Physical Security Thread, 13 year old refuses to store fingerprint data for canteen tills. in Technical; Some of the comments are predictably scary:
Other than surveillance what possible reason does the government have in reading emails, ...
12th February 2014, 09:37 AM #16
Some of the comments are predictably scary:
Why must public services be forever conflated with government? We are funded by the government. We are not the government itself. The government isn't reading anything on any of that list, and frankly nor am I, except where there is cause for concern as flagged up by police/pastoral. If we didn't do that, we'd have the other story where a student harms themselves and the school is excoriated for not intervening and identifying the problem.
Other than surveillance what possible reason does the government have in reading emails, personal data, internet histories, or biometric data? The fact that you can find uses doesn't mean the information should be collected. All of this information is available to government security forces. It's information they should not have.
"All of this information is available to government security forces", good lord! We're not living in Mega-City One. It's astonishing the level of competency people ascribe to our government when coming up with these conspiracies, when a brief glance across the papers on any given day shows how spectacularly useless they are at achieving anything. Look at how long it took Theresa May to get Abu Hamza out the country; that was hardly an omniscient, all-powerful government/military complex at work, was it?
If Giles Wendes is anyone here, by the way, well done. You're a braver man than I popping your head above the parapets in that conversation.
12th February 2014, 09:38 AM #17
I sympathise but I do think they're being over paranoid
What system? They're in the school's MIS system. They're not in some global government system that "they" run. The NSA don't have them. GCHQ don't have them. My mate Dave from the market won't have them either. They're not in the police's criminal database. They're not anyway but in the school's IT system. Considering the state of government run IT, they're not going to go any further any time soon either.
Innocent children whose prints are now in the system
12th February 2014, 09:38 AM #18
If they have the ID/Hash and the algorithm that produced that, then it can be used by the authorities for "fingerprinting purposes" in that, they can given your finger, generate a match.
Originally Posted by JJonas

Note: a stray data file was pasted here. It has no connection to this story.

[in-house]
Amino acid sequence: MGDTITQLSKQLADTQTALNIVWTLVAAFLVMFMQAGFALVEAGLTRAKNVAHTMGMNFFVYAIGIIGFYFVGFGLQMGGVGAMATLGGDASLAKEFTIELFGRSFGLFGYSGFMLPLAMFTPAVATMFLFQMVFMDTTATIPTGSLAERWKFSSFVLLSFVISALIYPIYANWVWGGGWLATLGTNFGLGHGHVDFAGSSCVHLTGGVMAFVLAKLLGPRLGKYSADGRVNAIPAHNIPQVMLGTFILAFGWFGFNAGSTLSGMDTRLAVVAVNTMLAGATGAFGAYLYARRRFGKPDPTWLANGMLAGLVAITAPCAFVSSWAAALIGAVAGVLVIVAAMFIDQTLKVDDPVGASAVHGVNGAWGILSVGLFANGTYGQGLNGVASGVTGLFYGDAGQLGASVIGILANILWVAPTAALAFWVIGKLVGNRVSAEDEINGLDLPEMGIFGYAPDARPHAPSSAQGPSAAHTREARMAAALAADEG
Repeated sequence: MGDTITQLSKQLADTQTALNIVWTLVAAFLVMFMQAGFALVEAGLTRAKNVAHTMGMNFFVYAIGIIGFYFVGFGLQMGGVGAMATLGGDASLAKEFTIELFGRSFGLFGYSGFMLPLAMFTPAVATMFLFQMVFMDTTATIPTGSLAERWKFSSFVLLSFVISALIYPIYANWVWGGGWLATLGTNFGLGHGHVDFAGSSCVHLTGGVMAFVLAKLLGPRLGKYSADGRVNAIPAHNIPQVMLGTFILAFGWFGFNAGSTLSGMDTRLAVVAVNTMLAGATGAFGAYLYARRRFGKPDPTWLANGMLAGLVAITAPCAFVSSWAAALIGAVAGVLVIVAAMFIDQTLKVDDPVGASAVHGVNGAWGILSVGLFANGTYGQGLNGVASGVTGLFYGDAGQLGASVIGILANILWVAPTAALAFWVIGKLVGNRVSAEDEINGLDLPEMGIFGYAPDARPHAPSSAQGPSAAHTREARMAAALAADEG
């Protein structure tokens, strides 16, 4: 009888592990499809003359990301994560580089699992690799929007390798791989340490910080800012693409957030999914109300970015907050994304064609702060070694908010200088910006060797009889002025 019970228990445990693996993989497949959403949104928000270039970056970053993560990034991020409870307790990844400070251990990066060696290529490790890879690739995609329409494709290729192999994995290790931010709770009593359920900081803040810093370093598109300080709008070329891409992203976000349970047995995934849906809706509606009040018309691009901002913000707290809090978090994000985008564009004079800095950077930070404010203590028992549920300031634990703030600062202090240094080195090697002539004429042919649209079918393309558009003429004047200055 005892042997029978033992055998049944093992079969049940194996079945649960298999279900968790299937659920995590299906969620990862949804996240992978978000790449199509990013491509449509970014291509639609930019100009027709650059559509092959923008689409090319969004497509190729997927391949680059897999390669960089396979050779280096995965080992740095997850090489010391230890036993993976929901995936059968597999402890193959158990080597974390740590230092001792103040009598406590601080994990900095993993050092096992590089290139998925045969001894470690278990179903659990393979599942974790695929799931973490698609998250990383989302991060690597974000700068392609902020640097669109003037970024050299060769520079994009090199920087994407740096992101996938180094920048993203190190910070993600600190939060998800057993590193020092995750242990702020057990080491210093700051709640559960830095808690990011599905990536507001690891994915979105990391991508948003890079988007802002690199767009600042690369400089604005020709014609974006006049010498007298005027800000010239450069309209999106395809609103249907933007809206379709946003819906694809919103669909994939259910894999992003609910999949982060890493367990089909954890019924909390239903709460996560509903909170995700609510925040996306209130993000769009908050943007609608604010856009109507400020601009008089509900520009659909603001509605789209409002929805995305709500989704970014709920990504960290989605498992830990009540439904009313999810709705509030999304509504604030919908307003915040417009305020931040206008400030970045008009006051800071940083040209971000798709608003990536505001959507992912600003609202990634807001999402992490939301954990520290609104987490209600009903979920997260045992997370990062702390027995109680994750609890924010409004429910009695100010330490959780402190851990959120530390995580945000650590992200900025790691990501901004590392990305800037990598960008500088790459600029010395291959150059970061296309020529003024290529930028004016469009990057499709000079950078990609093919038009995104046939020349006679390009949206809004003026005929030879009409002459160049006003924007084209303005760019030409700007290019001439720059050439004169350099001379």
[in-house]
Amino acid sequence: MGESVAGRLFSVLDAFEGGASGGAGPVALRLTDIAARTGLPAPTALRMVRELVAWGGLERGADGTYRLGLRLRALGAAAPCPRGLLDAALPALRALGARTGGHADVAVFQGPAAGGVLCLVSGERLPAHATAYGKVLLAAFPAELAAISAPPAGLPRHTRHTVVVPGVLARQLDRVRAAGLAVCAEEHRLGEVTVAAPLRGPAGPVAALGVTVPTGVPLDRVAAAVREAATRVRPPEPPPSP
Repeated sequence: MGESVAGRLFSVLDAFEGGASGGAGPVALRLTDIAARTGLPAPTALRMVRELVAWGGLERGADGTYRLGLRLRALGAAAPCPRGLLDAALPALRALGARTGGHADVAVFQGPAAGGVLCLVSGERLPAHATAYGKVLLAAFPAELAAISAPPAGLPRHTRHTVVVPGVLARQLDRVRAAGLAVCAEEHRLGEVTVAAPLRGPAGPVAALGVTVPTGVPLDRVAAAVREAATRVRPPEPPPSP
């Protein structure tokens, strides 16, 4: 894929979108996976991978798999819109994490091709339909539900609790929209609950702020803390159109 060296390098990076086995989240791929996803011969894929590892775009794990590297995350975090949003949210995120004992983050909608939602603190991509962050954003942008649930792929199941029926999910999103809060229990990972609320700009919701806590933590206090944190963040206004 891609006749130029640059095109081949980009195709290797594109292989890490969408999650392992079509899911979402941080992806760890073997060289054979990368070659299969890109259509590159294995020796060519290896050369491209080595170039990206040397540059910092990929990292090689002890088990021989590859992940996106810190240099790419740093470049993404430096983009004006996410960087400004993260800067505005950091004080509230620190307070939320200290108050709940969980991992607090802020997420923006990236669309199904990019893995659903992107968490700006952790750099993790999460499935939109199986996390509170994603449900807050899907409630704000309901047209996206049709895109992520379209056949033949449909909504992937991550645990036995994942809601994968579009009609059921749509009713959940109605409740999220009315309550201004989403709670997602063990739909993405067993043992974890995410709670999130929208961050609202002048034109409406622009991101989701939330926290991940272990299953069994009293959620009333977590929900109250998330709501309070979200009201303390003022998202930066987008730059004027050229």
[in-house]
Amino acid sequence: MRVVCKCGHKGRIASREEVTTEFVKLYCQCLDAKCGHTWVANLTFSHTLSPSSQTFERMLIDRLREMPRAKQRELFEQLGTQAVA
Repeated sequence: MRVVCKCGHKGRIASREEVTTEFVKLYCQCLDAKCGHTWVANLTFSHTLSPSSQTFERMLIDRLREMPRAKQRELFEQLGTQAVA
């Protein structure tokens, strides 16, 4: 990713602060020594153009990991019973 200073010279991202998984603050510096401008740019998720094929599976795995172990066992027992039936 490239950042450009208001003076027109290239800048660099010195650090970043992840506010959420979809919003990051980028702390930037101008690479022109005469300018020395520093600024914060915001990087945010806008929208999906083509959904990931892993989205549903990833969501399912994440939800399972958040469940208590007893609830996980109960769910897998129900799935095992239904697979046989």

Given the recent revelation by Snowden on the amount of snooping our governments actually do, why would anyone trust that data would only be used for the purpose which it was intended? If someone in a black hat walks into your school and wants the biometric data from 5 years ago and they have a court order, are you going to refuse?
It is her data and good on her for taking control of it. The only way to control it is not to let other people have it in the first place. I always say to account managers IF I give them my main email address that it is only for their use and it should not go onto any CRM system and used to spam me. How often to people break that undertaking? Much, much more than they keep it.
12th February 2014, 09:43 AM #19
So let's assume that the fingerprint is used in a cashless catering system ergo the food costs money. Given this is not a free meal, is the school legally obliged to offer it to every or any students (do they have to have a canteen?)... Therefore tell her to have packed lunch or go to the shop...
Age old bandwagon jumping, what about when she wants a bank account but refuses to give her details... fine go find a bank that will give you an account for no information.
Can she refuse to have fingerprints taken by the police on the same grounds?
12th February 2014, 09:59 AM #20
I don't agree with some of the more paranoid "fingerprints in the system" stuff about this, but she's entitled to refuse. The obvious next step would be to simply bring a packed lunch.
12th February 2014, 10:01 AM #21
Not really relevant, it can be used for identification. Eg. Police have a fingerprint, they use the same algorithm used to hash the prints in a school and run a match against the school database and get their match.
Originally Posted by JJonas
No, they can't just hit print and get a picture, but there was a researcher a couple of years ago who showed a way to reverse a stored hash to an image. Not easy, but they managed it.
Originally Posted by Norphy